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Let $X$ be a scheme, let $i : Z \to X$ be a closed subscheme, let $Y := \mathrm{Bl}_{Z}(X)$ be the blowup of $X$ at $Z$ with projection $\pi : Y \to X$. Suppose $U \supseteq X \setminus Z$ is an open subscheme of $X$ for which $\pi^{-1}(U) \to U$ is an isomorphism. Does there exist a closed subscheme $Z' \to X$ with support contained in $X \setminus U$ and for which the blowup $Y' := \mathrm{Bl}_{Z'}(X)$ is $X$-isomorphic to $Y$?

Motivation: If we blow up a subscheme of a normal scheme $X$, the maximal open subscheme $U$ for which $\pi^{-1}(U) \to U$ is an isomorphism contains all the codimension 1 points of $X$, so I was naively wondering whether all blow ups of a normal scheme are obtained by blowing up a closed subscheme of codimension at least 2.

Thoughts: If $A$ is a ring and $I$ is an ideal of $A$ and $a \in A$ is a nonzerodivisor, then the Rees algebras $\bigoplus_{n \ge 0} I^{n}$ and $\bigoplus_{n \ge 0} (aI)^{n}$ are isomorphic so if the center of the blowup is of the form $\operatorname{Spec} A/(aI)$, I can replace it with $\operatorname{Spec} A/I$, but I don't know how to recognize an ideal as being of the form $aI$.

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Note that if $Y = Bl_I(X)$ then $I$, up to a twist and raising to a power, is the pushforward of a relative ample line bundle for $Y \to X$, so if the relative Picard number is 1, there are not so many choices for $I$.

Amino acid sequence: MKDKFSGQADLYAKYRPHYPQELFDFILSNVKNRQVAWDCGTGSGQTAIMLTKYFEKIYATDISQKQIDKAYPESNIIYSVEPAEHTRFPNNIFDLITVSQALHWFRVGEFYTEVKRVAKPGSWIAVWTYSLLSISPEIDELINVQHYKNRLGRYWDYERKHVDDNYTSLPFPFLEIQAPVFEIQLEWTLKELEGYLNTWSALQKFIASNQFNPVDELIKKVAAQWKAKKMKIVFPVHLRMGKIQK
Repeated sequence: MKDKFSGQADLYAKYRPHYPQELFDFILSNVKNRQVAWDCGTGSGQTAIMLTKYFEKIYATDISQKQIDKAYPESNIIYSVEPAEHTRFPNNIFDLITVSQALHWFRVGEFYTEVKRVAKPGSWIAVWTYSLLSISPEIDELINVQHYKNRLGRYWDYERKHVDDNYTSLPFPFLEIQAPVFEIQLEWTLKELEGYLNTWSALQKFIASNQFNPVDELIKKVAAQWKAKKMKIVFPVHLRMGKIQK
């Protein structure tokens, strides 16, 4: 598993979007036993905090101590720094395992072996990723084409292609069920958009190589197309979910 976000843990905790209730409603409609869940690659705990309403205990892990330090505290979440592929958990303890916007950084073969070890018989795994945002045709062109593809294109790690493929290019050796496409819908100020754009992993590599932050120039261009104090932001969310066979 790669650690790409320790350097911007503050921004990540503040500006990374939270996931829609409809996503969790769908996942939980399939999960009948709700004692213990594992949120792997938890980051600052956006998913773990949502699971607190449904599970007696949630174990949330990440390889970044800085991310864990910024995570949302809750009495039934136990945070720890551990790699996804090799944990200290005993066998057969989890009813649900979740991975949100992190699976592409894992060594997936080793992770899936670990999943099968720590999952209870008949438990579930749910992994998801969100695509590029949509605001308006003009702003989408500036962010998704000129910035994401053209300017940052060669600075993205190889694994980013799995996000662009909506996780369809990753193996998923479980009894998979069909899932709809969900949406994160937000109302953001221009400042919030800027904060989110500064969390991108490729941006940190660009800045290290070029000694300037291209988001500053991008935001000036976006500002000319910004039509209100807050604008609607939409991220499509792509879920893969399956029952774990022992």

Now, as an example, consider $$ X = C(\mathbb{P}^1 \times \mathbb{P}^1) $$ be the cone over a smooth 2-dimensional quadric. Let $$ Y = Tot_{\mathbb{P}^1}(\mathcal{O} \oplus \mathcal{O}(-1) \oplus \mathcal{O}(-1)) $$ be one of its two small resolutions. Note that $Y$ is the blowup of a Weil divisor on $X$ --- the strict transform of one of the rulings of $\mathbb{P}^1 \times \mathbb{P}^1$. In particular, its ideal is NOT supported at the vertex of the cone (while the vertex is the complement of $U$ in this case). On the other hand, the relative Picard number is 1, hence any ideal $I$ such that $Y \cong BL_I(X)$ is equal to the ideal of the above Weil divisor up to a twist and a power. In particular, any such ideal is not supported at the vertex.

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